The case of a Chinese military lieutenant coming to Boston University to conduct research is raising red flags on China using American universities to spy on the U.S., despite Beijing's denials, The Wall Street Journal reported.
Yanqing Ye has been indicted for lying on her U.S. visa application, concealing her Chinese military status in an act as an agent of a foreign government, according to the report.
She was at B.U. from 2017-2019, but is now wanted by the FBI, which believes she is back in China, per the Journal.
Ye applied to work with Boston University physicist Eugene Stanley, who is researching machine learning and artificial intelligence.
"I'm not interested at all in politics," Stanley, 78, told the Journal. "I'm a scientist.
"If a person anywhere in the world wants to come to my group, and they have the money to come, I say why not?"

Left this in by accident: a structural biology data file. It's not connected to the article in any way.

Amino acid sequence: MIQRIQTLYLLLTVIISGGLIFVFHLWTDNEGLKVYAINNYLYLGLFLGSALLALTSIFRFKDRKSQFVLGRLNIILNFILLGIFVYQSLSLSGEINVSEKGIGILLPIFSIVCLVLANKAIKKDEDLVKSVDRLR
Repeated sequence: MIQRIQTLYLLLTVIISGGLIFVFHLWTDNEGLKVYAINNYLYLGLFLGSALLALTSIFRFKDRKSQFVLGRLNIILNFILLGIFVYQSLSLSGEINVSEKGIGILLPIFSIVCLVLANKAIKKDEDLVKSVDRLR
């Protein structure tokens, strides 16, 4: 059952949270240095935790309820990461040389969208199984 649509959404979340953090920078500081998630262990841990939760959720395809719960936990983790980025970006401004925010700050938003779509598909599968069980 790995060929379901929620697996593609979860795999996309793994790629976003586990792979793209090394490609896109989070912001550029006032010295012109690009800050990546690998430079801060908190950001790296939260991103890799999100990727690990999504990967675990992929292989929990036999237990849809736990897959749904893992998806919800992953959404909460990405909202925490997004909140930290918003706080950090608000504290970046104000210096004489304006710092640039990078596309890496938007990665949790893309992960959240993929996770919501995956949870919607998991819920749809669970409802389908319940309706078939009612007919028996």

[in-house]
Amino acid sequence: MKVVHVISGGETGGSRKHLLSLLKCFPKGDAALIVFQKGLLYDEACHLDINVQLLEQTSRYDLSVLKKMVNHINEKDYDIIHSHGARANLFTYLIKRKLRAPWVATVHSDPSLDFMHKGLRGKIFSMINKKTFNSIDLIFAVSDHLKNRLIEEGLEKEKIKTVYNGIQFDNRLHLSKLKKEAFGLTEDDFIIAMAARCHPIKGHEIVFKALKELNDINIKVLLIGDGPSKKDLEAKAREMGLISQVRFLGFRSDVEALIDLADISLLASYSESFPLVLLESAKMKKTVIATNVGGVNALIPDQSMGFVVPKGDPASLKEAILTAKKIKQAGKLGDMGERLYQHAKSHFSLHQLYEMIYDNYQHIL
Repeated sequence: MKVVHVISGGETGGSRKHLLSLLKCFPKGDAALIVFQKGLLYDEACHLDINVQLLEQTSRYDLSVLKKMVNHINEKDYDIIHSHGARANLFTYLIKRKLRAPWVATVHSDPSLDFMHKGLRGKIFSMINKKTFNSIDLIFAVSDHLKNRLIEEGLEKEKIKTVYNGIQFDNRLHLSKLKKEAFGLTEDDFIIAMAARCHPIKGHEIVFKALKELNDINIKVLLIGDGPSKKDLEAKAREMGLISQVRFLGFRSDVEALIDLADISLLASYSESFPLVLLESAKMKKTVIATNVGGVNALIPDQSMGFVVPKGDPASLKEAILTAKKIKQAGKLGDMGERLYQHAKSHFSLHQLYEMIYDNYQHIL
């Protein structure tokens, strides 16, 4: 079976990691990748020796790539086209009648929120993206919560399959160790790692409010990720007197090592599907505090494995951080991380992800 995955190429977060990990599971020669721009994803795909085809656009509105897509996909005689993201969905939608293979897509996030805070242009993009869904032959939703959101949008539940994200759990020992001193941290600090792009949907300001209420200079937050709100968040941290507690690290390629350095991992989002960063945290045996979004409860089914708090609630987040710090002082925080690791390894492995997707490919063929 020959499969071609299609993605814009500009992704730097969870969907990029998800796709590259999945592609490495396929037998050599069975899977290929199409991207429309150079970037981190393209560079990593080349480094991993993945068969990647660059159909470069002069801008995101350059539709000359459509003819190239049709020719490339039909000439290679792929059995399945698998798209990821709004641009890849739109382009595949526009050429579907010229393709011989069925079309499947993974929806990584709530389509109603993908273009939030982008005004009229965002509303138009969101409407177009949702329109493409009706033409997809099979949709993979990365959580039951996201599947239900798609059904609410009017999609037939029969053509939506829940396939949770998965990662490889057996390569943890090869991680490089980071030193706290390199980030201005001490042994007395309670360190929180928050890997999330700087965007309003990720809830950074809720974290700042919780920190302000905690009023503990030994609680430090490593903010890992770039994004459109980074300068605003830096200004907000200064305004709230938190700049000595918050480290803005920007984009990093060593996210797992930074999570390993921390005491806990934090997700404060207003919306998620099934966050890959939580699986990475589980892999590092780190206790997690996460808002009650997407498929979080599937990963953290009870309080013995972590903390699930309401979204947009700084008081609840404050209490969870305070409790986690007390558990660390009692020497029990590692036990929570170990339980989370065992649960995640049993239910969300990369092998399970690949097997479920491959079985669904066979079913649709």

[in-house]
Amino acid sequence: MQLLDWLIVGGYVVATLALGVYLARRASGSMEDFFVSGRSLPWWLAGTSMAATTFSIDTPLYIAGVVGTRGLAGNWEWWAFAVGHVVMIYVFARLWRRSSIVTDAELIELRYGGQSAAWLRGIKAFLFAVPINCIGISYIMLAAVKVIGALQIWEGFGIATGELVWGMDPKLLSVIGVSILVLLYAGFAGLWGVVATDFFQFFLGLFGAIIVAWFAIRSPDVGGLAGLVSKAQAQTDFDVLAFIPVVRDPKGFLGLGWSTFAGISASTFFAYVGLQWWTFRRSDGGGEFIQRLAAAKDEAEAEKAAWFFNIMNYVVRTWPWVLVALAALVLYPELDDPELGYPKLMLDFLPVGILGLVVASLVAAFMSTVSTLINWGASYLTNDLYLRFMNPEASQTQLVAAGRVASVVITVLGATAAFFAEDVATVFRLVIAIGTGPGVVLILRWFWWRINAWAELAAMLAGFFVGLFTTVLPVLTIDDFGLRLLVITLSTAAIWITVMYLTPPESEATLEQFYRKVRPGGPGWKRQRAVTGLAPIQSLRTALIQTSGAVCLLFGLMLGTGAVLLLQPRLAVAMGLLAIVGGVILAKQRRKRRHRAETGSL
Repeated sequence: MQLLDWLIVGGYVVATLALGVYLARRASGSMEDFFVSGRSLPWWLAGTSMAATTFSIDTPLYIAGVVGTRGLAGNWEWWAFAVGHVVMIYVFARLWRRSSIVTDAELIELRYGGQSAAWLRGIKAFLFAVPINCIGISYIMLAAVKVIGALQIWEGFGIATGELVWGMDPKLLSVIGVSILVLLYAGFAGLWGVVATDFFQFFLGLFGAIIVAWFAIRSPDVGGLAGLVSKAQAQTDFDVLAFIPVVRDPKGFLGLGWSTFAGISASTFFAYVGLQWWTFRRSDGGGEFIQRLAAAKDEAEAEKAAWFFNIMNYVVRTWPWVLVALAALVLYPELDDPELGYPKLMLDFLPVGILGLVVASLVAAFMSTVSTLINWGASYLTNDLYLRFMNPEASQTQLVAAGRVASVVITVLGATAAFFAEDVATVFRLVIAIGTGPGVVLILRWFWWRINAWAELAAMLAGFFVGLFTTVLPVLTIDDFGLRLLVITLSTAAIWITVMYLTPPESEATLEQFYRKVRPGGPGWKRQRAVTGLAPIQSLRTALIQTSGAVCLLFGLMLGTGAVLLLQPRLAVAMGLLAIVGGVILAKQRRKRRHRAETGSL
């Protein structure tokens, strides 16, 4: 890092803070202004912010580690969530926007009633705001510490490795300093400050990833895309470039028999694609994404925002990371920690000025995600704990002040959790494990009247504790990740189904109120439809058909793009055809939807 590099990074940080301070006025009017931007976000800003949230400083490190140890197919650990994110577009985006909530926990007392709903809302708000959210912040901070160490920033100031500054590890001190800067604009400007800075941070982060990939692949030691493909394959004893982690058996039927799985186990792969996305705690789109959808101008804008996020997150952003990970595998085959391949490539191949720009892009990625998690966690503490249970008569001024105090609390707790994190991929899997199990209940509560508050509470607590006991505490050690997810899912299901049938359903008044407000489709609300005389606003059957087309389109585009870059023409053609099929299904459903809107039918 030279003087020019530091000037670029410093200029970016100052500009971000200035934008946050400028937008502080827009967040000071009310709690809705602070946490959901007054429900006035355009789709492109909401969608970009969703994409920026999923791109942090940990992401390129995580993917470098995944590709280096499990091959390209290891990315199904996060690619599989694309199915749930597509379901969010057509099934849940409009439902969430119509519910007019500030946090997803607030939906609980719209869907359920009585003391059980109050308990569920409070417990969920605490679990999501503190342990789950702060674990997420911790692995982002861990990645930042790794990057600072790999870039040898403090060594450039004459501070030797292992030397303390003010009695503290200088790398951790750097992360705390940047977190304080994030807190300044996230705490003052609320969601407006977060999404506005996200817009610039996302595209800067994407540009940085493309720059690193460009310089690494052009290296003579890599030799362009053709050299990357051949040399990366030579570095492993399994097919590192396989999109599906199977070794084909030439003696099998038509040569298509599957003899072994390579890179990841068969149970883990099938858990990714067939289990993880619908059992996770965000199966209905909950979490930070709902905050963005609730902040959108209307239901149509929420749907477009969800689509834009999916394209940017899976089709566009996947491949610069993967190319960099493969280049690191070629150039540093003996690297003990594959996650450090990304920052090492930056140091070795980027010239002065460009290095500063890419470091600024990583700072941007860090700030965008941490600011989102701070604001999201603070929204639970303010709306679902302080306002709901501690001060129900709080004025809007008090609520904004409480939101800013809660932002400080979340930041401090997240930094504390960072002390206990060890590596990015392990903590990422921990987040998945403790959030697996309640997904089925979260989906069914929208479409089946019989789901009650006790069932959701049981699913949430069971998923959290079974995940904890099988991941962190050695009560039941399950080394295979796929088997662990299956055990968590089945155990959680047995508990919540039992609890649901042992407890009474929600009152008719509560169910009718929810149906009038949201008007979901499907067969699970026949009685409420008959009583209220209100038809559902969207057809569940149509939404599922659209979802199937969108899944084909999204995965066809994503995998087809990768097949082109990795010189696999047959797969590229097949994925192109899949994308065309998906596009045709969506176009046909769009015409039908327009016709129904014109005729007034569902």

Well, when the work is done with a member of the China's People's Liberation Army, or PLA, is a good reason "why not," according to Australian Strategic Policy Institute's Alex Joske.
"Helping a rival military develop its expertise and technology isn't in the national interest," Joske told the paper, having found China's military sponsored more than 2,500 studying abroad over a decade, "at times without their host schools' knowledge of their military affiliation," the Journal reported.
For its part, B.U. relies on the State Department to vet international student's visas.
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